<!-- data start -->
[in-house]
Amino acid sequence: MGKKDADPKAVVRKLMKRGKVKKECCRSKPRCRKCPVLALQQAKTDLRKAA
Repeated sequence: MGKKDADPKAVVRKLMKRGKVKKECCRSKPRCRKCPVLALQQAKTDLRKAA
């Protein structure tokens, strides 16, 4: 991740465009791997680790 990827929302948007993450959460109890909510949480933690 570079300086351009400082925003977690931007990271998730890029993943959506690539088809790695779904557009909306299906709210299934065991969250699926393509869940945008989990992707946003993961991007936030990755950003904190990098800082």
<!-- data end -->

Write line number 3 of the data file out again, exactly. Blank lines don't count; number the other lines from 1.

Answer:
Repeated sequence: MGKKDADPKAVVRKLMKRGKVKKECCRSKPRCRKCPVLALQQAKTDLRKAA